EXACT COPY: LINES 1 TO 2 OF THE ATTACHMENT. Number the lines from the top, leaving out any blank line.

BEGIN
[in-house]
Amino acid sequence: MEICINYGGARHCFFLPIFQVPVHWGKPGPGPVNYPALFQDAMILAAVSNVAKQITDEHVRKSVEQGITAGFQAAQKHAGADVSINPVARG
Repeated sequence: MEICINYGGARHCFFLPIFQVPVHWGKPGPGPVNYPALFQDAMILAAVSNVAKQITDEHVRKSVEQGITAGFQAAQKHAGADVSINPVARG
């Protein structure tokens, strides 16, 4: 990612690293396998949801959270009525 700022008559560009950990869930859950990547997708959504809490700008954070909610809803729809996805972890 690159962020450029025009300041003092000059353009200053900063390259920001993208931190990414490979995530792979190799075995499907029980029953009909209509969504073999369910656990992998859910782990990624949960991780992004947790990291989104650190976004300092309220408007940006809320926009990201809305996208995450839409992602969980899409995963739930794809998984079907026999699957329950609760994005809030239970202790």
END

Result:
[in-house]
Amino acid sequence: MEICINYGGARHCFFLPIFQVPVHWGKPGPGPVNYPALFQDAMILAAVSNVAKQITDEHVRKSVEQGITAGFQAAQKHAGADVSINPVARG